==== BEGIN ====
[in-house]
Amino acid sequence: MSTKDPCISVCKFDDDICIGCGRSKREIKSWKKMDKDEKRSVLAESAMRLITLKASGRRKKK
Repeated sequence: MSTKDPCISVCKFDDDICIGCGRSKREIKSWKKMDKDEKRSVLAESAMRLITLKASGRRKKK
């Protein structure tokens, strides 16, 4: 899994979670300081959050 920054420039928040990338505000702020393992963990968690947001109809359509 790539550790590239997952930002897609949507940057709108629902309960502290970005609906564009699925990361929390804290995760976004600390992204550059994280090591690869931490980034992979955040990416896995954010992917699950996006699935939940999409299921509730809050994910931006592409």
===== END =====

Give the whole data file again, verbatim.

[in-house]
Amino acid sequence: MSTKDPCISVCKFDDDICIGCGRSKREIKSWKKMDKDEKRSVLAESAMRLITLKASGRRKKK
Repeated sequence: MSTKDPCISVCKFDDDICIGCGRSKREIKSWKKMDKDEKRSVLAESAMRLITLKASGRRKKK
């Protein structure tokens, strides 16, 4: 899994979670300081959050 920054420039928040990338505000702020393992963990968690947001109809359509 790539550790590239997952930002897609949507940057709108629902309960502290970005609906564009699925990361929390804290995760976004600390992204550059994280090591690869931490980034992979955040990416896995954010992917699950996006699935939940999409299921509730809050994910931006592409």